The Chicago census shows an exodus of the black population. What can be done in Englewood, Austin?
Anthony Simpkins remembers when the Greater Englewood neighborhood was a thriving black community with over 100,000 residents and a commercial street that rivaled the downtown shopping district.
“It used to be one of the busiest commercial gangs in the city of Chicago, and then over the decades it just went downhill,” said Simpkins, president and CEO of Neighborhood Housing Services of Chicago.
“The mall was demolished, and there were literally hundreds and hundreds of properties – both houses and apartment buildings – that were demolished, and all that remains are tracts of vacant land. “
Over the past 10 years, the exodus of black families has continued in Chicago, which was once a prime destination for black Americans fleeing the violence and racism of the Jim Crow South. West Englewood and Austin have lost the most black residents in the past 10 years, according to the 2020 census.
The Chicago Sun-Times shared the stories of black Chicagoans who had left the city and how their lives improved – but is there a way to stop this 30-year-old population decline?
Community leaders say to bring back black residents, the city must devote more resources to closing the homeownership, wage and life expectancy gaps between blacks and whites in Chicago, even if, of course, it will not be an easy task.
Simpkins said there have been “significant investments” in Grand Englewood over the past six years, and he hopes people will already notice the positive change that is taking place.
This includes the opening of the Englewood Square Mall at 63rd and Halsted Streets, which is home to a Whole Foods Market, health clinic and clothing stores. The city has also helped create affordable housing, with the new primary residence Montclare in Englewood, 6332 S. Green St., and Hope Manor Village Veterans Housing, 6002 S. Halsted St. And in May, the city moved forward. a $ 20.9 million plan from developer Keith B. Key Enterprise to bring more affordable housing along Halsted Street.
Simpkins said these investments should be celebrated, but homeownership is really the way to bring residents back to Greater Englewood, which includes both the community areas of Englewood and West Englewood – and Chicago in general. .
“Homeownership is crucially important when you talk about a neighborhood like Englewood, because homeownership not only removes the burn and improves the neighborhood in some way physically, it’s also an opportunity. for families to build generational wealth because that is the main engine in America for families to do it, ”he said.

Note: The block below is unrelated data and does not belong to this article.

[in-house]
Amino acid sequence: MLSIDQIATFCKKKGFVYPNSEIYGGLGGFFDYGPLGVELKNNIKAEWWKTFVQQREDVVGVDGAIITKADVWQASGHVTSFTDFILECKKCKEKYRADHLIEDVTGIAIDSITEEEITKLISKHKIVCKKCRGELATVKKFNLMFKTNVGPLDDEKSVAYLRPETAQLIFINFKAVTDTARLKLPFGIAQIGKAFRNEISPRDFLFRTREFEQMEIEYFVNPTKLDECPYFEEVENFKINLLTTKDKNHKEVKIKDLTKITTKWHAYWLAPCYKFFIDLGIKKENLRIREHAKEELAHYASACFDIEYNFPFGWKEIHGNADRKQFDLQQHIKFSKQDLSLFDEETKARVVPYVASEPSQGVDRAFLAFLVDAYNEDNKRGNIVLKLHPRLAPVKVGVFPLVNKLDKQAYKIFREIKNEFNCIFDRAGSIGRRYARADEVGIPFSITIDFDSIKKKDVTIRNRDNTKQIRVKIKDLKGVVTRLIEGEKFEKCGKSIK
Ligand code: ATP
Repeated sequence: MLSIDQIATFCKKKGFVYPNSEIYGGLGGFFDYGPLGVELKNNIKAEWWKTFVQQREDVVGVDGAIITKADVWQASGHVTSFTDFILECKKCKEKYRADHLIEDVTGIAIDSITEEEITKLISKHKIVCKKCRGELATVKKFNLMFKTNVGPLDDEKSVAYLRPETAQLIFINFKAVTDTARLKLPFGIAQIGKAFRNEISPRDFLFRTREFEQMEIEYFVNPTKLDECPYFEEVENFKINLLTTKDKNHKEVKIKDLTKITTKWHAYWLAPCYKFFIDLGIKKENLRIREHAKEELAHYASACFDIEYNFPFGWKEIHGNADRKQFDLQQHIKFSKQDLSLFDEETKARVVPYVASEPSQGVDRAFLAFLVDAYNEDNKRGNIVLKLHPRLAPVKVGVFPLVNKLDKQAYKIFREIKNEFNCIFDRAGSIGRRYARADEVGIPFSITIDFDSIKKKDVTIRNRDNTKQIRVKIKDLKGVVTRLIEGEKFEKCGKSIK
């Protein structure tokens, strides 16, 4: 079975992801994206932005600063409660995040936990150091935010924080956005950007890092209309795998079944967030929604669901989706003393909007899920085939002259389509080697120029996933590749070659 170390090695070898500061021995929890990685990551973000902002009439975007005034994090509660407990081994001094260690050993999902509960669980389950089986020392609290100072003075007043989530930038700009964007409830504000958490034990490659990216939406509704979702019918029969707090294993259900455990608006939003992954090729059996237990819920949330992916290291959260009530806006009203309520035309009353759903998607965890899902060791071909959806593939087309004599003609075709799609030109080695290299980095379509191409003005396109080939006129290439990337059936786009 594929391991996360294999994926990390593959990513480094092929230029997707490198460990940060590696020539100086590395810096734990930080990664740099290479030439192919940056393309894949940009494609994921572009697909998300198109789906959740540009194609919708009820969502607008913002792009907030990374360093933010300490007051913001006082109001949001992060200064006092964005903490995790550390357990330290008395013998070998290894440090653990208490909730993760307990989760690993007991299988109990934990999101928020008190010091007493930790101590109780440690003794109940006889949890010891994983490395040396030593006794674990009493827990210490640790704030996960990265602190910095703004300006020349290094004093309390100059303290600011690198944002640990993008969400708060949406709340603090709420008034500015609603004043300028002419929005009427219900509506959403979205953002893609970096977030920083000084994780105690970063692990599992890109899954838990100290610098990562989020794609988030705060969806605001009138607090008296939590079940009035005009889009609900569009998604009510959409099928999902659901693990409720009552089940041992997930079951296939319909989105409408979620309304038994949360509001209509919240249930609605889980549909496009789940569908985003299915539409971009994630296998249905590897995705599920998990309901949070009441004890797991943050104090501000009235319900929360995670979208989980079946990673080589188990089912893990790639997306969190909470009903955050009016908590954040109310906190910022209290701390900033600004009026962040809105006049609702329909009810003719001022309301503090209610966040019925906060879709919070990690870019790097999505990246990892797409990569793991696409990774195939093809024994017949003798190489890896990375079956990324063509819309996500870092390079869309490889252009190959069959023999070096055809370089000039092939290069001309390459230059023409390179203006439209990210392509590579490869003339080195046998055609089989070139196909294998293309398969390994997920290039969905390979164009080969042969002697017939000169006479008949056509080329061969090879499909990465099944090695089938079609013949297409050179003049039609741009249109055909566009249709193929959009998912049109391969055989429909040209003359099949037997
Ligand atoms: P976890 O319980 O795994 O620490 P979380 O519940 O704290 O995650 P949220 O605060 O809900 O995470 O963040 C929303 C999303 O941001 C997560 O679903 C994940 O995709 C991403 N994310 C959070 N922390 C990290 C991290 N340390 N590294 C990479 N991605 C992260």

Increasing homeownership also increases neighborhood density, which is essential for a thriving community, as homeownership increases foot traffic along the neighborhood’s commercial strip. There cannot be one without the other, Simpkins added.
Research from the Institute for Housing Studies shows that predominantly Black census tracts in Chicago experienced a loss of owner households from 2010 to 2019. The number of owner-occupied households in black neighborhoods fell by 13.6 %, against a drop of 2.8% for the city as a whole.
Despite the dwindling number of residents, Bradly Johnson said he had never had so much hope for Austin’s future, especially given the collaborations between various community organizations.
Johnson, director of external affairs for BUILD Inc., said black residents had left not only Austin but the entire city for opportunities elsewhere, while others wanted to get away from the violence. Still, he points to a 70-page quality of life plan for Austin that he and other community organizations have worked on as an example of how the West Side community can move forward.
The plan features ideas ranging from a manufacturing training center to helping residents get better paying jobs to training parents to get involved with local school boards.
“If we could create the opportunity to do something creative to increase home ownership and access, new business development and incubation, education and also help residents black people to gain a foothold in the trades, which are fairly seamless because of unions and historically how they’re configured, ”Johnson said. “If we could fix these problems, I think you would see a turnaround in the black population. “
Sharif Walker believes collaboration between organizations is how communities like Austin are starting to see the quality of life improve for black residents.
Walker, president and CEO of Bethel New Life, said his nonprofit, which provides affordable housing for seniors, has worked with other organizations to create a community garden that produces fresh vegetables. Walker said they’ve also teamed up to do cooking demonstrations for seniors in their buildings.
It’s a step toward narrowing the life expectancy gap between black and white Chicago residents, Walker said.
Black Chicago residents live an average of 71.4 years, compared to 80.6 years for non-black city residents, according to a report released earlier this year by the Chicago Department of Public Health.
Nicole Acree, 29, grew up in Austin but moved to Atlanta to begin her professional career. She has deep ties to the West Side of Chicago and would love to return there one day to provide the artistic and musical programming that she deems necessary to help the younger generations thrive.
“I want people to realize that what we have could be truly magical if we all came together in one city, not just multiple sides; but if we come together in one city, we could really change some things, ”she said.
Jesse Howe and Andy Boyle contributed data analysis for this report.
Elvia Malagón’s reporting on social justice and income inequality is made possible by a grant from the Chicago Community Trust.